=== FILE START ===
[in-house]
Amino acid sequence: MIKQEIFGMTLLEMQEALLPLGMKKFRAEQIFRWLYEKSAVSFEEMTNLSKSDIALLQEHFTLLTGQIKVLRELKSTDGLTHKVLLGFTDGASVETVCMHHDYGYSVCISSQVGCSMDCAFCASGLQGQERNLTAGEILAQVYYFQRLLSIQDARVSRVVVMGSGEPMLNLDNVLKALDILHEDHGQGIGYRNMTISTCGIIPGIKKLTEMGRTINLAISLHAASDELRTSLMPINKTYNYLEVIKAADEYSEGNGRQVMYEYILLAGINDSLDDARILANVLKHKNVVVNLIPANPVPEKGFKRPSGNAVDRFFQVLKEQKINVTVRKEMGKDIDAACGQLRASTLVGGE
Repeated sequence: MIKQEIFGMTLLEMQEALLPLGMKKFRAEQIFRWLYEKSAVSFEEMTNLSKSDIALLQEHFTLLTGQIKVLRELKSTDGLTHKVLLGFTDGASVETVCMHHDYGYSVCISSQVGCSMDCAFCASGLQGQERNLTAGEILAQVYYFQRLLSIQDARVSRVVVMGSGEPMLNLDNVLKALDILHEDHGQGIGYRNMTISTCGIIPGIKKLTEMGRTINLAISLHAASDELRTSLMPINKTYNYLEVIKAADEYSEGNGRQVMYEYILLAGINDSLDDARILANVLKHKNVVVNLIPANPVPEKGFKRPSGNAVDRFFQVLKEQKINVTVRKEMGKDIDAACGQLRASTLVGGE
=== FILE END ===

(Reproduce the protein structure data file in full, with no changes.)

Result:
[in-house]
Amino acid sequence: MIKQEIFGMTLLEMQEALLPLGMKKFRAEQIFRWLYEKSAVSFEEMTNLSKSDIALLQEHFTLLTGQIKVLRELKSTDGLTHKVLLGFTDGASVETVCMHHDYGYSVCISSQVGCSMDCAFCASGLQGQERNLTAGEILAQVYYFQRLLSIQDARVSRVVVMGSGEPMLNLDNVLKALDILHEDHGQGIGYRNMTISTCGIIPGIKKLTEMGRTINLAISLHAASDELRTSLMPINKTYNYLEVIKAADEYSEGNGRQVMYEYILLAGINDSLDDARILANVLKHKNVVVNLIPANPVPEKGFKRPSGNAVDRFFQVLKEQKINVTVRKEMGKDIDAACGQLRASTLVGGE
Repeated sequence: MIKQEIFGMTLLEMQEALLPLGMKKFRAEQIFRWLYEKSAVSFEEMTNLSKSDIALLQEHFTLLTGQIKVLRELKSTDGLTHKVLLGFTDGASVETVCMHHDYGYSVCISSQVGCSMDCAFCASGLQGQERNLTAGEILAQVYYFQRLLSIQDARVSRVVVMGSGEPMLNLDNVLKALDILHEDHGQGIGYRNMTISTCGIIPGIKKLTEMGRTINLAISLHAASDELRTSLMPINKTYNYLEVIKAADEYSEGNGRQVMYEYILLAGINDSLDDARILANVLKHKNVVVNLIPANPVPEKGFKRPSGNAVDRFFQVLKEQKINVTVRKEMGKDIDAACGQLRASTLVGGE